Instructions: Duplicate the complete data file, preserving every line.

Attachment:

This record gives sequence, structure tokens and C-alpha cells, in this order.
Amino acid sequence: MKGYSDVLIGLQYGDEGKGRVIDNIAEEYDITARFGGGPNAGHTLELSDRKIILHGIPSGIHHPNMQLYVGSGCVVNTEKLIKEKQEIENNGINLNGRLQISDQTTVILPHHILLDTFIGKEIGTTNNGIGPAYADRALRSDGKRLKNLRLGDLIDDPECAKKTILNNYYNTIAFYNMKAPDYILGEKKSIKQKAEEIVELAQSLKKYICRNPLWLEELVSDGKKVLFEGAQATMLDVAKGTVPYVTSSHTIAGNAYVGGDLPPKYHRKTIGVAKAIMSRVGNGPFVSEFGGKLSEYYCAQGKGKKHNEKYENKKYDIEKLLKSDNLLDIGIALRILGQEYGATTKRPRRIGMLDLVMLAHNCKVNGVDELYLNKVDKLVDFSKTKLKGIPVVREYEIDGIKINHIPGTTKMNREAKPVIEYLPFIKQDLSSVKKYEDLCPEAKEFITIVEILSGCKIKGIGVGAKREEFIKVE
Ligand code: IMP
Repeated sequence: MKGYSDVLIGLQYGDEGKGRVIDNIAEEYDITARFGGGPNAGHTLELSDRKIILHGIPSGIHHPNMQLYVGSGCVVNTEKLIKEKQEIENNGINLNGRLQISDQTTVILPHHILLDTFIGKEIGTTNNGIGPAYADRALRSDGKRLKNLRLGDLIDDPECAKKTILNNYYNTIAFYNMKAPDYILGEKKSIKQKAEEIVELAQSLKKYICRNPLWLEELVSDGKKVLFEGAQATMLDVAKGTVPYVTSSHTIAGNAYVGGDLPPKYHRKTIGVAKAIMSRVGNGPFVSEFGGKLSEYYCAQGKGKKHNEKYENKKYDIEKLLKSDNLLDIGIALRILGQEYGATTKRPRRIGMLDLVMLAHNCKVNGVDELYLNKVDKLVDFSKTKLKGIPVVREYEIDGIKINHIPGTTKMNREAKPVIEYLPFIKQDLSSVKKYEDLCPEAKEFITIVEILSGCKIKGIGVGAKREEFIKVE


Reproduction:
This record gives sequence, structure tokens and C-alpha cells, in this order.
Amino acid sequence: MKGYSDVLIGLQYGDEGKGRVIDNIAEEYDITARFGGGPNAGHTLELSDRKIILHGIPSGIHHPNMQLYVGSGCVVNTEKLIKEKQEIENNGINLNGRLQISDQTTVILPHHILLDTFIGKEIGTTNNGIGPAYADRALRSDGKRLKNLRLGDLIDDPECAKKTILNNYYNTIAFYNMKAPDYILGEKKSIKQKAEEIVELAQSLKKYICRNPLWLEELVSDGKKVLFEGAQATMLDVAKGTVPYVTSSHTIAGNAYVGGDLPPKYHRKTIGVAKAIMSRVGNGPFVSEFGGKLSEYYCAQGKGKKHNEKYENKKYDIEKLLKSDNLLDIGIALRILGQEYGATTKRPRRIGMLDLVMLAHNCKVNGVDELYLNKVDKLVDFSKTKLKGIPVVREYEIDGIKINHIPGTTKMNREAKPVIEYLPFIKQDLSSVKKYEDLCPEAKEFITIVEILSGCKIKGIGVGAKREEFIKVE
Ligand code: IMP
Repeated sequence: MKGYSDVLIGLQYGDEGKGRVIDNIAEEYDITARFGGGPNAGHTLELSDRKIILHGIPSGIHHPNMQLYVGSGCVVNTEKLIKEKQEIENNGINLNGRLQISDQTTVILPHHILLDTFIGKEIGTTNNGIGPAYADRALRSDGKRLKNLRLGDLIDDPECAKKTILNNYYNTIAFYNMKAPDYILGEKKSIKQKAEEIVELAQSLKKYICRNPLWLEELVSDGKKVLFEGAQATMLDVAKGTVPYVTSSHTIAGNAYVGGDLPPKYHRKTIGVAKAIMSRVGNGPFVSEFGGKLSEYYCAQGKGKKHNEKYENKKYDIEKLLKSDNLLDIGIALRILGQEYGATTKRPRRIGMLDLVMLAHNCKVNGVDELYLNKVDKLVDFSKTKLKGIPVVREYEIDGIKINHIPGTTKMNREAKPVIEYLPFIKQDLSSVKKYEDLCPEAKEFITIVEILSGCKIKGIGVGAKREEFIKVE